Originally posted on my employer’s blog (here), I explain how I came to love data- and ultimately data driven decision making.
I wasn’t born a data loving nerd; I started college as a double major in English and biology. That plan changed within three weeks of starting classes.
My parents pushed hard for the biology track. They felt that in order to get a job when I graduated, I needed to major in something that would leave me with quantifiable skills. Then I got back my first intro level bio test. I informed them in short order that I was going to be a theatre major.
Despite taking only two undergraduate math courses (one Pass/Fail, to avoid having to put much time in), within three weeks of starting graduate school I decided to add quantitative methodology as my secondary field of study. And amid theory and language classes, I wound up taking 4 semesters of statistics.
So, how did I come to love statistics after thoroughly giving up on math?
The answer is simple: I love stories. At first glance, math seems intangible. Numbers are abstract until you can find a way to get them to mean something. Once you move the numbers from a data set into a chart or into a table, they become more than numerals – they show patterns of behavior, give insight about how to solve problems, and even present new and exciting mysteries to solve. Statistical analysis makes numbers into narratives.
At school, I was soon able to look at data and sleuth out answers that applied to real world problems. I could look at a data set, clean it, scatter plot it, slice and dice it, and then tell you (with reasonable statistical certainty) that, for example, there is a correlation between successful social movement organizations and malleable organizational structures or diverse funding sources. Or that self-identified cat people are more likely than dog people to skew urban-dwelling, female, and to name George Harrison as their favorite Beatle (guilty). I’ve got the numbers to back it all up.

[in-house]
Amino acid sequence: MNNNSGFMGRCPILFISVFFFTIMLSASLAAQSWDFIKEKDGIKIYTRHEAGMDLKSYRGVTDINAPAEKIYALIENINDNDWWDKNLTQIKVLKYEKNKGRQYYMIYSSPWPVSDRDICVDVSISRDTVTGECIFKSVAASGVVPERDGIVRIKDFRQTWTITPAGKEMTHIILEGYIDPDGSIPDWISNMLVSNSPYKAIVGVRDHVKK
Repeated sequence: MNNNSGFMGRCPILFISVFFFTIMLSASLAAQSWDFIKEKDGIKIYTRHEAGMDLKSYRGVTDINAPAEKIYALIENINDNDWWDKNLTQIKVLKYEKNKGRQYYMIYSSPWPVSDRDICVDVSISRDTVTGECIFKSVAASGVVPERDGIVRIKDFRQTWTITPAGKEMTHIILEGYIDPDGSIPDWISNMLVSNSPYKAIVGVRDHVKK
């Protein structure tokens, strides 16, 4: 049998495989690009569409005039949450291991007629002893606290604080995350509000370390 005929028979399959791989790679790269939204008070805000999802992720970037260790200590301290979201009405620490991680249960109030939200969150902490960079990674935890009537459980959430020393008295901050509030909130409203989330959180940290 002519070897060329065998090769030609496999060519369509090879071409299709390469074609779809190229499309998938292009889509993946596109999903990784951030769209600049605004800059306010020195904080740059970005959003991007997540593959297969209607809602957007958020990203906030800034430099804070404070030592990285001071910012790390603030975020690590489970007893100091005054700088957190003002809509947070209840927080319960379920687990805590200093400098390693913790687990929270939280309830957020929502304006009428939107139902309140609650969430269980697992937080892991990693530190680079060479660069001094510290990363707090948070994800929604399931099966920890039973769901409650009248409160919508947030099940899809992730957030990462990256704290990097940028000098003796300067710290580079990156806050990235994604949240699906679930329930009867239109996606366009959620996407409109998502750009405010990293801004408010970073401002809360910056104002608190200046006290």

Then digital advertising found me. The nature of the questions changed, but the end result didn’t. The questions were less about organizational structure or the likelihood of violent conflicts, and more about an advertiser’s return on investment. The questions became:
- What’s working?
- What could be better?
- Could I be spending my advertising dollars more effectively?
- How can I best present this data to my clients?
And, for me, how can I take what I have learned, and use it to inform future decisions?
The beauty of online advertising is that between analytics solutions and highly trackable media, we can tell what’s working and what’s not. Then we adjust accordingly. The end result: campaigns that just work better for clients. Campaigns that meet real needs and tell better stories. And in a world where more effective use of ad dollars not only means more revenue but more satisfaction for the end customer, everyone wins. That’s why I love stats; they help us shape our stories into what we want them to be.